March 27, 2021 – 9:00 p.m.
This March 28, get outside and admire the full moon – it will appear 16% brighter than usual.
It also heralds a lot of changes, if you believe the sky watchers. To some it is known as the “full worm moon”. The name relates to the fact that it is spring and with the thawing of the ground, earthworms reappear.
It is also known as the ‘full raven moon’, for when the croaking crows signify the end of winter, or the ‘full moon crust’ because the snow crusts with freezing nighttime temperatures, according to farmersalmanac.com
What’s unique about this month’s full moon is that it could arguably be called a super moon, but that term is open to interpretation.
Although there is no official definition of the term “supermoon”, it is generally labeled as such when the full or new moon occurs during its closest approach to Earth, during the elliptical orbit of the Earth. moon around the planet.
This point is called the perigee.
According to the website timeanddate.com, there are only two super full moons in 2021 – in April and May.
The website defines a super moon as a “new moon or full moon that occurs when the center of the moon is less than 360,000 kilometers from the center of the Earth.”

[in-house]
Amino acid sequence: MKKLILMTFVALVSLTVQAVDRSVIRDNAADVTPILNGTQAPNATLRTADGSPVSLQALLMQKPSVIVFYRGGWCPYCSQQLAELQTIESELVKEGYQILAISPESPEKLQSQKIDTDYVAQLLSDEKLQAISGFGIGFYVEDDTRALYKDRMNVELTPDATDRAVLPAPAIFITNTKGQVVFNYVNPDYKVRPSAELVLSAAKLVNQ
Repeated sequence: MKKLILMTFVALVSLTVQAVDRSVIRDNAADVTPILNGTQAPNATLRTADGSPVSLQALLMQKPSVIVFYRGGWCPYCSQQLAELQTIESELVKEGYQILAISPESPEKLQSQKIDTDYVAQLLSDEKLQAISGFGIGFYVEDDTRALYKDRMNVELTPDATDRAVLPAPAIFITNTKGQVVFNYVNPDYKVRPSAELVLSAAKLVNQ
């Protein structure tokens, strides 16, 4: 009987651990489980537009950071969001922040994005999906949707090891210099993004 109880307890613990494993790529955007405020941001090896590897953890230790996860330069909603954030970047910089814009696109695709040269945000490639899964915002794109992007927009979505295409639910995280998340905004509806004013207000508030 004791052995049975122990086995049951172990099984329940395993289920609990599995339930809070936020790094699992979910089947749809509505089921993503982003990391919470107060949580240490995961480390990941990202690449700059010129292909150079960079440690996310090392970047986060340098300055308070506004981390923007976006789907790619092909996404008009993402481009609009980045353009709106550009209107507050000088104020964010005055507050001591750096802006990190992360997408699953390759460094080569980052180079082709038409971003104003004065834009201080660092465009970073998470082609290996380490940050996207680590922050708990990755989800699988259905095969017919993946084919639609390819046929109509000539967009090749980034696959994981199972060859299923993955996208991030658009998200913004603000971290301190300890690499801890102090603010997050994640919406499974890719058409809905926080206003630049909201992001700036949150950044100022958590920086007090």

If so, then the March super moon misses this definition by only 2,170 kilometers, 362,170 km from Earth.
The April full moon is 357,615 kilometers away and the May full moon is 357,462 kilometers from Earth.
Other sources define a super moon differently. For example, astrologer Richard Nolle, who coined the term “supermoon,” defined it as a new or full moon that occurs when the moon is at or near (less than 90% of) its (perigee) approach. ) closest to Earth.
According to earthsky.org, depending on whether you choose the perigee that is closest to the year or the perigee for a given monthly orbit, Noelle’s definition of a super moon can be narrowed down or expanded – just say the explanation is complicated.
Either way, the March 28 full moon will appear about 16% brighter than an average full moon.
It officially happens at 11:48 a.m. Sunday morning, but it’s best to watch it on Saturday or Sunday evening – that is, if we can see it.
Environment Canada is calling for cloudy skies on Saturday evening and clouds with the possibility of showers on Sunday evening in Kamloops and the Okanagan.
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